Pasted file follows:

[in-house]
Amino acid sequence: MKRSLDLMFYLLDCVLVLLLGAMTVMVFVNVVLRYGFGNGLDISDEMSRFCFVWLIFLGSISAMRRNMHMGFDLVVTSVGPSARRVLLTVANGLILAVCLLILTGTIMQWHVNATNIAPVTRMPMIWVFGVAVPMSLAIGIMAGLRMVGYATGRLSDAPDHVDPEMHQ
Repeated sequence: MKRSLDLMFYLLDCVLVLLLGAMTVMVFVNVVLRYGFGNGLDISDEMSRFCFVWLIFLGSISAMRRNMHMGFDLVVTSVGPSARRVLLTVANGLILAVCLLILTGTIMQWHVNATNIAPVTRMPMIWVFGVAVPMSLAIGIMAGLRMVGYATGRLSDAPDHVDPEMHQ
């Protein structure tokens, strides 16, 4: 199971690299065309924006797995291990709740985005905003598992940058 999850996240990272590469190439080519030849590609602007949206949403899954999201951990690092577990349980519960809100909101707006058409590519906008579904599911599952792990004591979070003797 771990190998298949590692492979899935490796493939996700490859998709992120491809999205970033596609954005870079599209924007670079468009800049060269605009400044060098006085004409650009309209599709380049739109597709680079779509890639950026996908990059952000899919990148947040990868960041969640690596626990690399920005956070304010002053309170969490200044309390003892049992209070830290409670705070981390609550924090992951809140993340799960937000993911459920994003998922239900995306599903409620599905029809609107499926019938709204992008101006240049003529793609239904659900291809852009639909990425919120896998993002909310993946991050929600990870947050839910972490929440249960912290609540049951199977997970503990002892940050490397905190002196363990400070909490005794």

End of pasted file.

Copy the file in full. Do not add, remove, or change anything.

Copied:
[in-house]
Amino acid sequence: MKRSLDLMFYLLDCVLVLLLGAMTVMVFVNVVLRYGFGNGLDISDEMSRFCFVWLIFLGSISAMRRNMHMGFDLVVTSVGPSARRVLLTVANGLILAVCLLILTGTIMQWHVNATNIAPVTRMPMIWVFGVAVPMSLAIGIMAGLRMVGYATGRLSDAPDHVDPEMHQ
Repeated sequence: MKRSLDLMFYLLDCVLVLLLGAMTVMVFVNVVLRYGFGNGLDISDEMSRFCFVWLIFLGSISAMRRNMHMGFDLVVTSVGPSARRVLLTVANGLILAVCLLILTGTIMQWHVNATNIAPVTRMPMIWVFGVAVPMSLAIGIMAGLRMVGYATGRLSDAPDHVDPEMHQ
């Protein structure tokens, strides 16, 4: 199971690299065309924006797995291990709740985005905003598992940058 999850996240990272590469190439080519030849590609602007949206949403899954999201951990690092577990349980519960809100909101707006058409590519906008579904599911599952792990004591979070003797 771990190998298949590692492979899935490796493939996700490859998709992120491809999205970033596609954005870079599209924007670079468009800049060269605009400044060098006085004409650009309209599709380049739109597709680079779509890639950026996908990059952000899919990148947040990868960041969640690596626990690399920005956070304010002053309170969490200044309390003892049992209070830290409670705070981390609550924090992951809140993340799960937000993911459920994003998922239900995306599903409620599905029809609107499926019938709204992008101006240049003529793609239904659900291809852009639909990425919120896998993002909310993946991050929600990870947050839910972490929440249960912290609540049951199977997970503990002892940050490397905190002196363990400070909490005794």